During the spring of 1957, Dr Charles Best of Toronto (the insulin co-discoverer) and his wife came to Belfast to visit the medical school and to trace the ancestors of his wife, who was a Mahon from Londonderry. Bob and Betty took the Bests to Londonderry and arranged a lunch for them with the Lord Mayor. When the Bests returned to London they chanced to meet A.P. Rowe, Vice-Chancellor of the University of Adelaide, at the Athenaeum Club. They had met previously in Adelaide and, hearing that Rowe was in the United Kingdom to seek a successor to Professor Sir Stanton Hicks who was retiring from the chair of human physiology and pharmacology, Best said 'I have the right person for you-Robert Whelan'. Rowe telephoned Whelan, who was to recount later, 'I was taken aback. I had a patient in the room at the time. At least I knew where Adelaide was because of my year on the merchant ship. So I went to see Rowe in the Athenaeum-the first time I had ever entered it-to drink what he called a mug of tea with him. He told me I was too young. Six weeks later I was offered the job.' Twenty-one years later he was to become a member of the club.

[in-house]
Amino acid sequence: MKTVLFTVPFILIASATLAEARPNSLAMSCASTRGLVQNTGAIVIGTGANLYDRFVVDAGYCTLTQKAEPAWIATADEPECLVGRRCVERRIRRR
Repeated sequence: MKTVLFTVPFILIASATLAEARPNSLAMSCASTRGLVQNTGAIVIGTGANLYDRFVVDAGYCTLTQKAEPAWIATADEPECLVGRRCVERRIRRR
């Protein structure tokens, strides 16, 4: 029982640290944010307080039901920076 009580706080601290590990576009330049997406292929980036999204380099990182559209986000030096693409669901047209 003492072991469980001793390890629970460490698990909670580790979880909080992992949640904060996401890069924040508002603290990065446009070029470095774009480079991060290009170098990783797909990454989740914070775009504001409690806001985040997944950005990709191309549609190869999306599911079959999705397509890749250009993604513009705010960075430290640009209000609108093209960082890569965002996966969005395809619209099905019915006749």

At the time of his arrival in Adelaide in January l958, the Department of Physiology and Pharmacology was languishing; moreover, neurophysiology was preeminent in the Australian physiological scene and cardiovascular physiology was its poor Cinderella. Despite the bare facilities he found on his arrival, within the first two weeks he had organized ongoing experiments involving, of course, the measurement of blood flow in muscle and skin. Ivan de la Lande, who took up an appointment as senior lecturer in pharmacology a month later, found a vigorous and stimulating research programme well under way. While they appeared as co-authors on only five papers, Whelan acknowledged that de la Lande's interest in autonomic pharmacology and basic pharmacological approach were of great influence even in those projects in which he was not directly involved, and his continued interest and suggestions provided valuable guidance and stimulation.